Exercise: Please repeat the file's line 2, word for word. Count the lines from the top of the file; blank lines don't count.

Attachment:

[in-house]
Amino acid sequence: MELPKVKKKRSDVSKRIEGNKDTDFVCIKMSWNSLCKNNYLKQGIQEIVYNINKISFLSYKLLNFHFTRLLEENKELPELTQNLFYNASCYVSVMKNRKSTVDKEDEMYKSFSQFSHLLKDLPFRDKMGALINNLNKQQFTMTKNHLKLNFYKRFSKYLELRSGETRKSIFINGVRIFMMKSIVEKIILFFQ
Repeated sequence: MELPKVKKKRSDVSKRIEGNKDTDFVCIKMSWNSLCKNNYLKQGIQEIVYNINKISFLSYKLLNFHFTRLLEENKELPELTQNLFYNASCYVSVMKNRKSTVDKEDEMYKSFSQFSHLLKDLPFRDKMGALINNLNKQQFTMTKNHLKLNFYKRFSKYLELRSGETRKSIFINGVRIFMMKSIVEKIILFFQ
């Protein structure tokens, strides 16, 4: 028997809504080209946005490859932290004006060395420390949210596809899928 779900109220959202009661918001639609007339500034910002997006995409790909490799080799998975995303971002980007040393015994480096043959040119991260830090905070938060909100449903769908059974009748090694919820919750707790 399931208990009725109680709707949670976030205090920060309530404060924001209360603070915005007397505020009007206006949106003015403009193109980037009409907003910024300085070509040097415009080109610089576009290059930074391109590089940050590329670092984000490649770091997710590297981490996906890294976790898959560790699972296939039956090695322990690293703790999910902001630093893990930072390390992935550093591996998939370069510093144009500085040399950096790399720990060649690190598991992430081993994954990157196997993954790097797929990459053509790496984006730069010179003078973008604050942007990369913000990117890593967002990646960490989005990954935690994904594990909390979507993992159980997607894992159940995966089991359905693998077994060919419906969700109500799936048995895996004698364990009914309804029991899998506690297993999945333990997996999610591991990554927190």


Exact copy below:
Amino acid sequence: MELPKVKKKRSDVSKRIEGNKDTDFVCIKMSWNSLCKNNYLKQGIQEIVYNINKISFLSYKLLNFHFTRLLEENKELPELTQNLFYNASCYVSVMKNRKSTVDKEDEMYKSFSQFSHLLKDLPFRDKMGALINNLNKQQFTMTKNHLKLNFYKRFSKYLELRSGETRKSIFINGVRIFMMKSIVEKIILFFQ